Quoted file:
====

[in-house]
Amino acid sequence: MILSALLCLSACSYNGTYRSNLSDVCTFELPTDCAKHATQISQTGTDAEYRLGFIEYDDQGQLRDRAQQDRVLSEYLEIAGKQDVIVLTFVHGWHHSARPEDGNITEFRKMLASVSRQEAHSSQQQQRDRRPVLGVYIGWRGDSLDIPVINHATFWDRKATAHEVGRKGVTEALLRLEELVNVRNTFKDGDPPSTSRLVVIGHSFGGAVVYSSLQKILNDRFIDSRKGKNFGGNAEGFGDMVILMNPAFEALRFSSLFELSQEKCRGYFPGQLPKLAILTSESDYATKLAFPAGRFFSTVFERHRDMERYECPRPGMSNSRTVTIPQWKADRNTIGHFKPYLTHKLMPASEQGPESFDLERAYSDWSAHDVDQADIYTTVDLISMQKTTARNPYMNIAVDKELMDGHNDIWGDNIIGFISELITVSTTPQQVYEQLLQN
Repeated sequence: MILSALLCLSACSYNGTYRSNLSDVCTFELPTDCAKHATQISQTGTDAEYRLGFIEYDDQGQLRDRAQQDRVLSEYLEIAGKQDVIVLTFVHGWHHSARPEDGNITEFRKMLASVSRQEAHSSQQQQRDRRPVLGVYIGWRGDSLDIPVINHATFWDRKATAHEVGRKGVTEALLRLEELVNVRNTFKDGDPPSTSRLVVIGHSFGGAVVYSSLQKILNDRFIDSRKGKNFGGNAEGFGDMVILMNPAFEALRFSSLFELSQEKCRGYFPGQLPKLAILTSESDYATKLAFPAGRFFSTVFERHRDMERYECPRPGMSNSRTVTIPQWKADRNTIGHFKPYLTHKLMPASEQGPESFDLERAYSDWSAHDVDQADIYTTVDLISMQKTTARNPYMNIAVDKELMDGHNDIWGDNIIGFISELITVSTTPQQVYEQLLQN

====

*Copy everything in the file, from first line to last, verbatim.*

[in-house]
Amino acid sequence: MILSALLCLSACSYNGTYRSNLSDVCTFELPTDCAKHATQISQTGTDAEYRLGFIEYDDQGQLRDRAQQDRVLSEYLEIAGKQDVIVLTFVHGWHHSARPEDGNITEFRKMLASVSRQEAHSSQQQQRDRRPVLGVYIGWRGDSLDIPVINHATFWDRKATAHEVGRKGVTEALLRLEELVNVRNTFKDGDPPSTSRLVVIGHSFGGAVVYSSLQKILNDRFIDSRKGKNFGGNAEGFGDMVILMNPAFEALRFSSLFELSQEKCRGYFPGQLPKLAILTSESDYATKLAFPAGRFFSTVFERHRDMERYECPRPGMSNSRTVTIPQWKADRNTIGHFKPYLTHKLMPASEQGPESFDLERAYSDWSAHDVDQADIYTTVDLISMQKTTARNPYMNIAVDKELMDGHNDIWGDNIIGFISELITVSTTPQQVYEQLLQN
Repeated sequence: MILSALLCLSACSYNGTYRSNLSDVCTFELPTDCAKHATQISQTGTDAEYRLGFIEYDDQGQLRDRAQQDRVLSEYLEIAGKQDVIVLTFVHGWHHSARPEDGNITEFRKMLASVSRQEAHSSQQQQRDRRPVLGVYIGWRGDSLDIPVINHATFWDRKATAHEVGRKGVTEALLRLEELVNVRNTFKDGDPPSTSRLVVIGHSFGGAVVYSSLQKILNDRFIDSRKGKNFGGNAEGFGDMVILMNPAFEALRFSSLFELSQEKCRGYFPGQLPKLAILTSESDYATKLAFPAGRFFSTVFERHRDMERYECPRPGMSNSRTVTIPQWKADRNTIGHFKPYLTHKLMPASEQGPESFDLERAYSDWSAHDVDQADIYTTVDLISMQKTTARNPYMNIAVDKELMDGHNDIWGDNIIGFISELITVSTTPQQVYEQLLQN